5:30 PM - 7:00 PM: Dinner on your own
See all the options on the "Where to Eat" section of the app.
6:00 PM - 6:45 PM: Recovery Meeting
The Recovery Room- Marvin Center Room 310
7:00 PM - 9:00 PM: America's Opioid Crisis: A National Town Hall
Lisner Auditorium---Last year, well over 30,000 Americans died from opioid addiction, yet many more were either saved from overdose or identified by professionals in their community as needing intervention, treatment and recovery. How do we reach and help this group? Join us for a national town hall on America's deadly opioid addiction crisis, sponsored by the Hazelden Betty Ford Institute for Recovery Advocacy in partnership with the Association of Recovery in Higher Education (ARHE). Special guest speakers and panelists will include Congressional leaders, public health and safety experts, and recovery advocates.
Thursday, July 13th, 2017
7:00 AM - 11:00 AM: Residence Hall Check Out
Thurston Residence Hall Lobby
7:30 AM - 9:00 AM: Conference Breakfast sponsored by Sober College
Life of Purpose Exhibitor Hall- Marvin Center Grand Ballroom
8:00 AM - 8:45 AM: Recovery Meeting
The Recovery Room- Marvin Center Room 310
9:00 AM - 10:00 AM: Breakout Sessions
Session Title: Treating the Emerging Young Adult Alcoholic and Addict THE NEED FOR LONG-TERM RECOVERY SUPPORT
Marvin Center Betts Theater
This emerging young adult population (18-25 years of age) often has difficulty with treatment programs designed for more mature adults. Their subjective experience of life is much different than that of someone who has already achieved some success in the social and business world. Often they need habilitation instead of being candidates for rehabilitation. Long-term treatment and other related options such as sober schools, allow the prefrontal cortex to develop. This skills development training will give participants hands-on techniques based upon neurobiological and social science evidence. Neuroplastic changes are necessary to allow the prefrontal cortex to develop the abilities for formalized thought, management of affect and relationship skills. Without these skills the individual will not have an opportunity for life enhancement- to receive a diploma, to hold a good job, to raise a child and to be a part of a committed relationship.
Session Title: Speaking as a Family Advocate
Marvin Center Room 301
In addition to her professional role as Mid-Atlantic Referral Relations Coordinator at Skyland Trail, Beth C. Moore is the parent of a young adult who experienced his first psychotic episode in August of 2012. Beth's presentation includes personal details about her son's experience that resulted in a car accident, an arrest, time in an acute mental health care facility, his admittance to treatment and his success since discharge. Her talk discusses the challenges her family faced despite her knowledge of the health care system. Using both sadness and humor, Beth blends the dual perspective of a health care professional and parent dealing with all that a frightening mental health crisis brings. This talk is a call to action about making long-term residential treatment more available and an overview of the benefits it has in treating first psychotic episodes.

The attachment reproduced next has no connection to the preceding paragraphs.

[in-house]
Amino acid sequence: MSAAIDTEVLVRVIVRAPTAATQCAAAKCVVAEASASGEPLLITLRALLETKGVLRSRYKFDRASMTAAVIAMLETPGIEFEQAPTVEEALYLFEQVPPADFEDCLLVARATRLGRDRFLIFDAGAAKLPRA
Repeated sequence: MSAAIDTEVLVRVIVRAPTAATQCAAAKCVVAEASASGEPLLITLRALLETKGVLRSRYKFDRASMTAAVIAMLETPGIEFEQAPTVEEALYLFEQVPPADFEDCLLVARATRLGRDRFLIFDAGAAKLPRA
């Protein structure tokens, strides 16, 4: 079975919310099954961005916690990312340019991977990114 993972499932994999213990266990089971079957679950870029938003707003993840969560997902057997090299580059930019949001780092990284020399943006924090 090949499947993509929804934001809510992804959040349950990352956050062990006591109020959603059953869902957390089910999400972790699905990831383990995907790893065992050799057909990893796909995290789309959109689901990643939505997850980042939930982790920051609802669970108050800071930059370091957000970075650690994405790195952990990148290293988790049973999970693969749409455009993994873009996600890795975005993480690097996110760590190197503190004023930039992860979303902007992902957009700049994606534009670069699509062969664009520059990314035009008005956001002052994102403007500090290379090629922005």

Session Title: Meta-theory of Identity and Ecology in Collegiate Recovery
Marvin Center Room 302
This presentation will be guided by current and past research in a generative effort to create meta-theory for future research on CRP effectiveness and the integration of agency, identity, and ecology along educational and recovery trajectories.
Session Title: Collegiate Recovery and Social Justice: Empowering Racial and Ethnic Minorities through CRPs
Marvin Center Room 307
This presentation will examine the underrepresentation of racial and ethnic minorities in collegiate recovery programs. Using a social justice framework, we will look at the barriers to recovery and the barriers to higher education faced by historically marginalized minority populations. We will also discuss where minority populations are currently accessing higher education and use this as a foundation for how to think about better serving these populations. This presentation will challenge ideas around what it means to diversify a program. Participants will be provided with a toolkit for how to incorporate social justice into their practice.
Session Title: Directions in Collegiate Recovery Programs: the potential influence of accreditation and certifications.
Marvin Center Room 308
This presentation aims to critically evaluate how accreditation and certification procedures could affect the growth trajectory of Collegiate Recovery Programs (CRPs) and the Association of Recovery in Higher Education (ARHE). The presenters will include examples of these structures implemented throughout other disciplines; specifically, those surrounding other health professional organizations. The presenters will also examine the potential barriers ARHE could encounter through implementing new developmental standards. Moreover, an open discussion will be used in exploring examples such as; the benefits and strengths of accreditation, balancing institutional vs individual standards, the potential downsides of standardized procedures. Our diverse professional affiliations could provide unique challenges and opportunities for creating ethical guidelines and standardized procedures. Overall, attendees will be able to identify their own critical evaluations of such a potential change, and begin more dialogue for future consideration surrounding the accreditation and certifications process.